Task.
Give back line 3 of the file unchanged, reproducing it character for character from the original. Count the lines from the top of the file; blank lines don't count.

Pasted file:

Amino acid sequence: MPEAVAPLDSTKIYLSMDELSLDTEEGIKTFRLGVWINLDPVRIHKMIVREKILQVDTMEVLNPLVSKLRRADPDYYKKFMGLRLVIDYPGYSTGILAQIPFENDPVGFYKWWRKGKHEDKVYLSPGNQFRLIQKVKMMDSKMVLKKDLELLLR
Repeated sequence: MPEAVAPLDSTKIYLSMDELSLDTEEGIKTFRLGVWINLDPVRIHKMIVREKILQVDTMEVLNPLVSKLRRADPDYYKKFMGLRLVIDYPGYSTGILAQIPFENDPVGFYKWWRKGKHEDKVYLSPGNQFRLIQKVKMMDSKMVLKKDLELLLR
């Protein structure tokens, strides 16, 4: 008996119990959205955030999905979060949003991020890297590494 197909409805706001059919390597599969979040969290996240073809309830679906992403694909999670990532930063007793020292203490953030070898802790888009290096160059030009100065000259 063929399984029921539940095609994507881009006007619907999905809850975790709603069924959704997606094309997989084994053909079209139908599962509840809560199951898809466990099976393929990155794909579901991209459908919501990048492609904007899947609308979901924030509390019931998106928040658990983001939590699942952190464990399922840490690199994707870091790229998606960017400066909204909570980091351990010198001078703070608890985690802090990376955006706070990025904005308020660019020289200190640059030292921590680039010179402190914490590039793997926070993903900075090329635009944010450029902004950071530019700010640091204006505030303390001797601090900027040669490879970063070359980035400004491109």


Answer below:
């Protein structure tokens, strides 16, 4: 008996119990959205955030999905979060949003991020890297590494 197909409805706001059919390597599969979040969290996240073809309830679906992403694909999670990532930063007793020292203490953030070898802790888009290096160059030009100065000259 063929399984029921539940095609994507881009006007619907999905809850975790709603069924959704997606094309997989084994053909079209139908599962509840809560199951898809466990099976393929990155794909579901991209459908919501990048492609904007899947609308979901924030509390019931998106928040658990983001939590699942952190464990399922840490690199994707870091790229998606960017400066909204909570980091351990010198001078703070608890985690802090990376955006706070990025904005308020660019020289200190640059030292921590680039010179402190914490590039793997926070993903900075090329635009944010450029902004950071530019700010640091204006505030303390001797601090900027040669490879970063070359980035400004491109």